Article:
The new draft Election Law (submitted to the Ministry of Justice on June 11) hardly addresses any of these issues. Admittedly, it does not remove any of the provisions from the previous laws. The bans on vote buying and on using illegal or foreign funds are included in Art 53 of the draft law.
The new draft Election Law (submitted to the Ministry of Justice on June 11) hardly addresses any of these issues. Admittedly, it does not remove any of the provisions from the previous laws. The bans on vote buying and on using illegal or foreign funds are included in Art 53 of the draft law. The draft also provides, as the previous ones did, for the provision of access to state media for candidates (Art 42 in the draft law).
An earlier provision banning the abuse of state resources is also repeated in a slightly revised wording, stating (Art 5.1 and 5.2): “Use of the government assets, facilities and resources in favor or against a candidate or candidates is not allowed. Equal use of state owned and public resources and facilities in accordance to the provisions of this law will be explained in the relevant procedures.” (This was included in Art 7 in the 2010 law.)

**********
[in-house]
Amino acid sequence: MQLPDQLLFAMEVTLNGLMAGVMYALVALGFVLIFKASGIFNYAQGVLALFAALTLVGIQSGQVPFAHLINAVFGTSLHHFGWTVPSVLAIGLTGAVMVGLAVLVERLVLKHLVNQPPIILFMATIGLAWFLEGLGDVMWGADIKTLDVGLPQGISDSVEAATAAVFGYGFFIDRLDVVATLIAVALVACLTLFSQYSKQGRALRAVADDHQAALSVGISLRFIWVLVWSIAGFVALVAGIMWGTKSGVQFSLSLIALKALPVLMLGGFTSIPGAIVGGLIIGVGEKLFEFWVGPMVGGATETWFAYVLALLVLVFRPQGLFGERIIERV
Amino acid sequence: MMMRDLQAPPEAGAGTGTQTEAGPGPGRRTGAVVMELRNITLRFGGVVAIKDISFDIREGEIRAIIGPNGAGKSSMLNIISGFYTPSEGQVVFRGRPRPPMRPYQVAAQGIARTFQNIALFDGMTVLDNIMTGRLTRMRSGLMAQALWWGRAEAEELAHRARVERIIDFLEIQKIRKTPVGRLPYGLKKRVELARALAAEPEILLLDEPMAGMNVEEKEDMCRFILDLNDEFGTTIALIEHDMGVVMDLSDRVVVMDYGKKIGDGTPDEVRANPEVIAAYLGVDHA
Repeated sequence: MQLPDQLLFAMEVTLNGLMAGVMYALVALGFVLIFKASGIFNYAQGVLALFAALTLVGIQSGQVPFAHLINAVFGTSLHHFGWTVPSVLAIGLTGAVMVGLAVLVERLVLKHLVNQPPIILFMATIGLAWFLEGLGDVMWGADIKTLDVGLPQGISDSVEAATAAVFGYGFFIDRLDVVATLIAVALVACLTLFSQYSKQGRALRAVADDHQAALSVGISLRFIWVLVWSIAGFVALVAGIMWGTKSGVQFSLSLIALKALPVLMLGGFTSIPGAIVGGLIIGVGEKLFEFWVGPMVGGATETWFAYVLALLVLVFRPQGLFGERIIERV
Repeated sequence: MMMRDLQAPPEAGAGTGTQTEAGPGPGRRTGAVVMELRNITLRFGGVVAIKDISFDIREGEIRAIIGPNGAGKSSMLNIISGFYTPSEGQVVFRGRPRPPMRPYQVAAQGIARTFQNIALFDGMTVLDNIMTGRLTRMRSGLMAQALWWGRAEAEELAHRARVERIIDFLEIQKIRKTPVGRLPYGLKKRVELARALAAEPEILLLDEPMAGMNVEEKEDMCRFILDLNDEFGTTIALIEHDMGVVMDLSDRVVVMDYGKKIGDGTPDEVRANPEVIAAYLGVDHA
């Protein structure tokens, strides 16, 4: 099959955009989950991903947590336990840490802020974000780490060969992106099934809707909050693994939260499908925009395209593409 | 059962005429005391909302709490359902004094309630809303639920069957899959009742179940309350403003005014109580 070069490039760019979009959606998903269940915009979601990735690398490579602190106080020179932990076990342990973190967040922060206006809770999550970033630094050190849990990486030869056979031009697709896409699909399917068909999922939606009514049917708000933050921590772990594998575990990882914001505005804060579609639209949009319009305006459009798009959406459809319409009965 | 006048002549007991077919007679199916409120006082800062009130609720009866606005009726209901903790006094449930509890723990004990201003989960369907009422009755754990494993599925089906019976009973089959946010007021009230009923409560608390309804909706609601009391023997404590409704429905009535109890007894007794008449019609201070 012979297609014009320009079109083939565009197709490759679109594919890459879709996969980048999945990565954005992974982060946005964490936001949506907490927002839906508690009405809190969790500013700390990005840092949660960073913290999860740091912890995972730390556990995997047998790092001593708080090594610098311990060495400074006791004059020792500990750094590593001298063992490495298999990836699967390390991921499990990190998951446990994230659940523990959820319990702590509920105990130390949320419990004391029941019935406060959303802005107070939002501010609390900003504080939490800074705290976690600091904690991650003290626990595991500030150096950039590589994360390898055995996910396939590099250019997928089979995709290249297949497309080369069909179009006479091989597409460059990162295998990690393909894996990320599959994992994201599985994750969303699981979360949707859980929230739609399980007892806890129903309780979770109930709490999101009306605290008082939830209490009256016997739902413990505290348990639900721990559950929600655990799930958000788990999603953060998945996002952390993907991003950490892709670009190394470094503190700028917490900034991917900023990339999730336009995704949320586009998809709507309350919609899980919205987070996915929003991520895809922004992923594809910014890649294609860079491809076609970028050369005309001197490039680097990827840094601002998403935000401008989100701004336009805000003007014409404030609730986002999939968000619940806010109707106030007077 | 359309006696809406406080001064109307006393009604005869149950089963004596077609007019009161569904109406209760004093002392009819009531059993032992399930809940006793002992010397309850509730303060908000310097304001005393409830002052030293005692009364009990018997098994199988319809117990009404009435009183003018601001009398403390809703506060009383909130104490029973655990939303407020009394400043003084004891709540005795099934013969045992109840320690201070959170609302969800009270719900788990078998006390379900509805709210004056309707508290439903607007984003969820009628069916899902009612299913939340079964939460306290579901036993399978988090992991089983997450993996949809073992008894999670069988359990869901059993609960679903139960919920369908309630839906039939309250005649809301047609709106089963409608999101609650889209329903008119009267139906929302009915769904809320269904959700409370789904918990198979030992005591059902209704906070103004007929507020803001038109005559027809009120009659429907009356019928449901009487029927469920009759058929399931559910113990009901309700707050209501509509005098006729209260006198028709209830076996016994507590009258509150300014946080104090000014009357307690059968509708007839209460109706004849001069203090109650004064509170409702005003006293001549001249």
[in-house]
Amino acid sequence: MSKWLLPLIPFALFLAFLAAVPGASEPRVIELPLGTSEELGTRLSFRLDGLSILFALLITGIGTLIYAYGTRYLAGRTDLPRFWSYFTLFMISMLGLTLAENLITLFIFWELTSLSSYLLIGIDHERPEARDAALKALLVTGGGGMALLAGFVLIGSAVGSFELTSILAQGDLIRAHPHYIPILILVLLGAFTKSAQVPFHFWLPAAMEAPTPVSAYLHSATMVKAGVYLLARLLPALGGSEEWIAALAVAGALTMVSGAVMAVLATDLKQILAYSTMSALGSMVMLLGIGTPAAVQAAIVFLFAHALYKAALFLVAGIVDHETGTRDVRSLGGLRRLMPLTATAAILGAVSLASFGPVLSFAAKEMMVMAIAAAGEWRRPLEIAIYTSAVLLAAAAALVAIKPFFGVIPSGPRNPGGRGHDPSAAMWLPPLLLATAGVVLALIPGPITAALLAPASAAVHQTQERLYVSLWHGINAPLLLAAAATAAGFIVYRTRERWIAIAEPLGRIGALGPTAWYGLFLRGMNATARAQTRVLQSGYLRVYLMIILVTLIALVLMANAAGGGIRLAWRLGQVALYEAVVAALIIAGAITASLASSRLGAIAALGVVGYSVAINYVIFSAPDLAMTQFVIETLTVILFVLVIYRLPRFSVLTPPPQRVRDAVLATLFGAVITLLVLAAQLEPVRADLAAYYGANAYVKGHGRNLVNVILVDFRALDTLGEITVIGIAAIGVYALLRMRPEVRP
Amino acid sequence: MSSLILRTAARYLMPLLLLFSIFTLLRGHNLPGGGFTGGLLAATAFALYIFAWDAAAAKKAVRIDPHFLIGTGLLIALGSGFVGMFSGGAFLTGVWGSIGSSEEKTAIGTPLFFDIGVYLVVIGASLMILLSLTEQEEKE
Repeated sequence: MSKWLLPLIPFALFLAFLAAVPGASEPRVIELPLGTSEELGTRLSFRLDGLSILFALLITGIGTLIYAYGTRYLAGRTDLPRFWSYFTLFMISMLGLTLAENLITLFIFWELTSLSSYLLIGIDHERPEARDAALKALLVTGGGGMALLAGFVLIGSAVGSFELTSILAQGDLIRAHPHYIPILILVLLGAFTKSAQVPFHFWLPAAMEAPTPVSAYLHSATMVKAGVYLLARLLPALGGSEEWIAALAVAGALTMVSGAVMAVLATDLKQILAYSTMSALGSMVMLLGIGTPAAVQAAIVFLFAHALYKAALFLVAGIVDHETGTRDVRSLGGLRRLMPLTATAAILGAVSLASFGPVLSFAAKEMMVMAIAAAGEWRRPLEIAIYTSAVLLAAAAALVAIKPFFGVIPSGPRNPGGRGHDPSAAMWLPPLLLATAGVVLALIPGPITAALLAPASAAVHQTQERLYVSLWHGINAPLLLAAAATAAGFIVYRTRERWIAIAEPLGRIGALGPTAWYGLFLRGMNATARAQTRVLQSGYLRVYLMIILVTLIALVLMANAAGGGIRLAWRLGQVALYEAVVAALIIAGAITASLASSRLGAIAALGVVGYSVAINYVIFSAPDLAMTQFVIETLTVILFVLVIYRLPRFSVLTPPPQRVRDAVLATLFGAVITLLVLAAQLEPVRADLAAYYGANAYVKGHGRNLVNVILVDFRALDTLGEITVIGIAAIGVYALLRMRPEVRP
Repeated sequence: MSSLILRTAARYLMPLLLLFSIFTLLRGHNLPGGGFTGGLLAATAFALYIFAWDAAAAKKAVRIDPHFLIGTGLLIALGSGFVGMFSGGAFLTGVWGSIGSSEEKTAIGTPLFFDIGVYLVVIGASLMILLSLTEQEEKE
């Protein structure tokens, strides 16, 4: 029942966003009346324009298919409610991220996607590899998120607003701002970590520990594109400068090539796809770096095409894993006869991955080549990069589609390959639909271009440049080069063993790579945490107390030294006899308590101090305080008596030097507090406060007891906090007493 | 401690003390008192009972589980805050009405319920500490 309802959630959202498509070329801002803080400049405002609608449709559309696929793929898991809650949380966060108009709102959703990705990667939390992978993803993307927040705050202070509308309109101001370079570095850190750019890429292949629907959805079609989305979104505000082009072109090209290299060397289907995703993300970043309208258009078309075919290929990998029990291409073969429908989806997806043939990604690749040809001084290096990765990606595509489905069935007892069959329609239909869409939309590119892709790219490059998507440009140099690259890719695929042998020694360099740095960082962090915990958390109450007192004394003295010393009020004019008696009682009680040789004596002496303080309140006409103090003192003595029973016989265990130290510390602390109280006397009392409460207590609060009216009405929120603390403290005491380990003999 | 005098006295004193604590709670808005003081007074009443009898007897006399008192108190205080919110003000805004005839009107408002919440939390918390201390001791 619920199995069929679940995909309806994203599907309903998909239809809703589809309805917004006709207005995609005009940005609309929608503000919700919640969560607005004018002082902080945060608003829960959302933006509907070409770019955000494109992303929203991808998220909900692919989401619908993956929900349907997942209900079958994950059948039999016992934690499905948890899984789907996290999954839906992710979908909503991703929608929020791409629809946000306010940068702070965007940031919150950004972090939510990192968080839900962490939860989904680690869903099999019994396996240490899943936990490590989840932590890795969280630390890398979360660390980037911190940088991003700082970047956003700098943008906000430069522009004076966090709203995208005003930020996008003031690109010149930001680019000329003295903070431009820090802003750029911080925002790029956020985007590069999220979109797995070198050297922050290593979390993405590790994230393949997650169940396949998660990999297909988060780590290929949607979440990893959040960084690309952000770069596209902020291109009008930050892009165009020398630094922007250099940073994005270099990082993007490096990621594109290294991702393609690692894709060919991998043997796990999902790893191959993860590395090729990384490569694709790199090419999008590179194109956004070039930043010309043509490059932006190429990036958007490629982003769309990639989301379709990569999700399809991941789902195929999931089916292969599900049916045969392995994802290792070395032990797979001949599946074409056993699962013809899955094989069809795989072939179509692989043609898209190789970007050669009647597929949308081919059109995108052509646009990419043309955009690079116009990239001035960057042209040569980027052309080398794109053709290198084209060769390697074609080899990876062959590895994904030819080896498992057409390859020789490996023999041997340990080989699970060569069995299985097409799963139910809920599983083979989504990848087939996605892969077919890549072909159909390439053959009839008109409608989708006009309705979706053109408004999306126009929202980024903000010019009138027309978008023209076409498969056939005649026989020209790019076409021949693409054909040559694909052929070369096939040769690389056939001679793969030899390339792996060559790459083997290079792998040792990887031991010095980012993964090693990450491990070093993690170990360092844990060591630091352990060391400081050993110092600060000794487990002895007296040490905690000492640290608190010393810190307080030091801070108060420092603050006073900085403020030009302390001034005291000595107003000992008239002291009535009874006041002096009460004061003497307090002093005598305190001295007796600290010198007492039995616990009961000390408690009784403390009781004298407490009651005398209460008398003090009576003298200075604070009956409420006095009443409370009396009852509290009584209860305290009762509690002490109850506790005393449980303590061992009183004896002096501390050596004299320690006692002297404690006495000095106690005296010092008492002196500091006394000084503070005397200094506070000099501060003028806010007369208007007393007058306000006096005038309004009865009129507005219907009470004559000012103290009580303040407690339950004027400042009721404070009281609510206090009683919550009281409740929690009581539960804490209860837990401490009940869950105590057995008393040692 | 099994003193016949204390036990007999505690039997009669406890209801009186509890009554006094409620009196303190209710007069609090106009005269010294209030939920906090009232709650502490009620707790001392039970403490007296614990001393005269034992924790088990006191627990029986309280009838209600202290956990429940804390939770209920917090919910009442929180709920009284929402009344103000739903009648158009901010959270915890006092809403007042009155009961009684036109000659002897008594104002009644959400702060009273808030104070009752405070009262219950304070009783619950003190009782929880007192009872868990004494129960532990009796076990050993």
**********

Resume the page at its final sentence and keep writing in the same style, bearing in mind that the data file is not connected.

Unfortunately, that is it. Most importantly, there are no reporting requirements for candidates to submit financial reports in the law, which is a failed chance to build on the success of the IEC work in this field in previous elections. Related to this, there are no regulations that candidates need to maintain campaign bank accounts or keep any kind of records regarding their income or spending. There is also no mention of limits for contribution or spending, nor an explicit provision that the IEC can set such limits. The regulations regarding the Elections Supervising Commission (effectively taking over from the ECC) do provide for candidates to be disqualified if vote buying is proven, though only if the violation was such as to affect the election results (Art 54). There is no clarity of the role of Elections Supervising Commission in imposing sanctions in relation to regulations passed by the IEC (the Commission maintains this right according to Art 65 of the draft law).
Overall, the draft revision of the Electoral Law represents a missed opportunity to effectively regulate campaign finance in Afghanistan by building on the work by the IEC in previous elections and on recommendations from the Political Finance Working Group. Given that there are several years until the next general elections in Afghanistan, now is the right time to introduce carefully considered reforms. In this context, the provisions regarding political finance included in the Political Parties Act should also be considered, so that the ongoing finances of political parties can be made subject to better controls. Finally, Afghan legislation in general needs to be reviewed to better prevent and sanction abuse of state resources in the political process.
Dr Magnus Ohman based his comments on an English translation of the draft Election Law issued by the IEC in May 2012.